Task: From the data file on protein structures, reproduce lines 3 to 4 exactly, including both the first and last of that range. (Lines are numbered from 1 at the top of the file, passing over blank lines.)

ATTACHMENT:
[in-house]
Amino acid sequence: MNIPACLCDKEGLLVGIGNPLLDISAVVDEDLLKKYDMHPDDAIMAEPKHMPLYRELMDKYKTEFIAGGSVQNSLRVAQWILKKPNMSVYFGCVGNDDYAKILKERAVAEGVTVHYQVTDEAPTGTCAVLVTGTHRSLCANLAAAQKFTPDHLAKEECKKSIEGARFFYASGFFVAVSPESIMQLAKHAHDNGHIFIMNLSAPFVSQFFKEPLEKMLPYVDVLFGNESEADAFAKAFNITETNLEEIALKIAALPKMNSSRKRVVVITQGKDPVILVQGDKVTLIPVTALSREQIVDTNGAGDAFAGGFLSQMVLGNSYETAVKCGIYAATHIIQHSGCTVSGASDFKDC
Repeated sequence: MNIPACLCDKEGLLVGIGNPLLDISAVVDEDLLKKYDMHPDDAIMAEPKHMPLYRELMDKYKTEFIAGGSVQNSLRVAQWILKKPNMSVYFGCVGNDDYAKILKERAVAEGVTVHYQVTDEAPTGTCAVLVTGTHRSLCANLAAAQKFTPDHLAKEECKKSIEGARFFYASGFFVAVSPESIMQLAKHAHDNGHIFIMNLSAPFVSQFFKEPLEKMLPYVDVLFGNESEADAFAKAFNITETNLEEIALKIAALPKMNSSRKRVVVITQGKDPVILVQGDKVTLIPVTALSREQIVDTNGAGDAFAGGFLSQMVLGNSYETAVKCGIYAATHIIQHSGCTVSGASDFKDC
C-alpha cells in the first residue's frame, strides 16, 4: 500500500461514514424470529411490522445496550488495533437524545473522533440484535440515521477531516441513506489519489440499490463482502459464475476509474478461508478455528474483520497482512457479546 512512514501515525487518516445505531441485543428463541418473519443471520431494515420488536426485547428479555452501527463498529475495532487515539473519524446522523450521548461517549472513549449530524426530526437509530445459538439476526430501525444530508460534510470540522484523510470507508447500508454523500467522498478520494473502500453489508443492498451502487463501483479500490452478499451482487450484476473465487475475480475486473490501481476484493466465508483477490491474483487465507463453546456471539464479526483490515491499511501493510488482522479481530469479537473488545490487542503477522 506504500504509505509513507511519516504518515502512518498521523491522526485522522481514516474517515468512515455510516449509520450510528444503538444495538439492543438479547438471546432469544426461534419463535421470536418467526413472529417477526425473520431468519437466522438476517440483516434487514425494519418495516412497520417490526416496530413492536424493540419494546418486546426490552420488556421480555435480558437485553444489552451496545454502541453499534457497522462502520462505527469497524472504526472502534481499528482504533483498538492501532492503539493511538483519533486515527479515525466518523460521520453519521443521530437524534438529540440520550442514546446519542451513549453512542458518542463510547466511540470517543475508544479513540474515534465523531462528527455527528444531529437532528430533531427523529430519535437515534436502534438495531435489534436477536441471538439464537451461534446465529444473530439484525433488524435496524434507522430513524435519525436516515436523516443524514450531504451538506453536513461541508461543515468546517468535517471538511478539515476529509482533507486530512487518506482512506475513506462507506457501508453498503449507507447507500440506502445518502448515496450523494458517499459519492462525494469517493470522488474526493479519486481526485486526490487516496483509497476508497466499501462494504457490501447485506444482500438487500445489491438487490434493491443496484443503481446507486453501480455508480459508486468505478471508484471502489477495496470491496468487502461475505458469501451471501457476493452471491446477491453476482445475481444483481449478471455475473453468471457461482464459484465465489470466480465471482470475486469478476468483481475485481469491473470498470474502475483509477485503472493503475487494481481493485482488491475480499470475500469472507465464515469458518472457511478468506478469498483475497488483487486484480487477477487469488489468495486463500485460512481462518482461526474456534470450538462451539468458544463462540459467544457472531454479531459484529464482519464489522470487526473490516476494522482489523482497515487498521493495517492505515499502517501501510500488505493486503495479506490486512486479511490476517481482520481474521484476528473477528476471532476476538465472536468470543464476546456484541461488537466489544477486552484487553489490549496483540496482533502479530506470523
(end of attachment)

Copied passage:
Repeated sequence: MNIPACLCDKEGLLVGIGNPLLDISAVVDEDLLKKYDMHPDDAIMAEPKHMPLYRELMDKYKTEFIAGGSVQNSLRVAQWILKKPNMSVYFGCVGNDDYAKILKERAVAEGVTVHYQVTDEAPTGTCAVLVTGTHRSLCANLAAAQKFTPDHLAKEECKKSIEGARFFYASGFFVAVSPESIMQLAKHAHDNGHIFIMNLSAPFVSQFFKEPLEKMLPYVDVLFGNESEADAFAKAFNITETNLEEIALKIAALPKMNSSRKRVVVITQGKDPVILVQGDKVTLIPVTALSREQIVDTNGAGDAFAGGFLSQMVLGNSYETAVKCGIYAATHIIQHSGCTVSGASDFKDC
C-alpha cells in the first residue's frame, strides 16, 4: 500500500461514514424470529411490522445496550488495533437524545473522533440484535440515521477531516441513506489519489440499490463482502459464475476509474478461508478455528474483520497482512457479546 512512514501515525487518516445505531441485543428463541418473519443471520431494515420488536426485547428479555452501527463498529475495532487515539473519524446522523450521548461517549472513549449530524426530526437509530445459538439476526430501525444530508460534510470540522484523510470507508447500508454523500467522498478520494473502500453489508443492498451502487463501483479500490452478499451482487450484476473465487475475480475486473490501481476484493466465508483477490491474483487465507463453546456471539464479526483490515491499511501493510488482522479481530469479537473488545490487542503477522 506504500504509505509513507511519516504518515502512518498521523491522526485522522481514516474517515468512515455510516449509520450510528444503538444495538439492543438479547438471546432469544426461534419463535421470536418467526413472529417477526425473520431468519437466522438476517440483516434487514425494519418495516412497520417490526416496530413492536424493540419494546418486546426490552420488556421480555435480558437485553444489552451496545454502541453499534457497522462502520462505527469497524472504526472502534481499528482504533483498538492501532492503539493511538483519533486515527479515525466518523460521520453519521443521530437524534438529540440520550442514546446519542451513549453512542458518542463510547466511540470517543475508544479513540474515534465523531462528527455527528444531529437532528430533531427523529430519535437515534436502534438495531435489534436477536441471538439464537451461534446465529444473530439484525433488524435496524434507522430513524435519525436516515436523516443524514450531504451538506453536513461541508461543515468546517468535517471538511478539515476529509482533507486530512487518506482512506475513506462507506457501508453498503449507507447507500440506502445518502448515496450523494458517499459519492462525494469517493470522488474526493479519486481526485486526490487516496483509497476508497466499501462494504457490501447485506444482500438487500445489491438487490434493491443496484443503481446507486453501480455508480459508486468505478471508484471502489477495496470491496468487502461475505458469501451471501457476493452471491446477491453476482445475481444483481449478471455475473453468471457461482464459484465465489470466480465471482470475486469478476468483481475485481469491473470498470474502475483509477485503472493503475487494481481493485482488491475480499470475500469472507465464515469458518472457511478468506478469498483475497488483487486484480487477477487469488489468495486463500485460512481462518482461526474456534470450538462451539468458544463462540459467544457472531454479531459484529464482519464489522470487526473490516476494522482489523482497515487498521493495517492505515499502517501501510500488505493486503495479506490486512486479511490476517481482520481474521484476528473477528476471532476476538465472536468470543464476546456484541461488537466489544477486552484487553489490549496483540496482533502479530506470523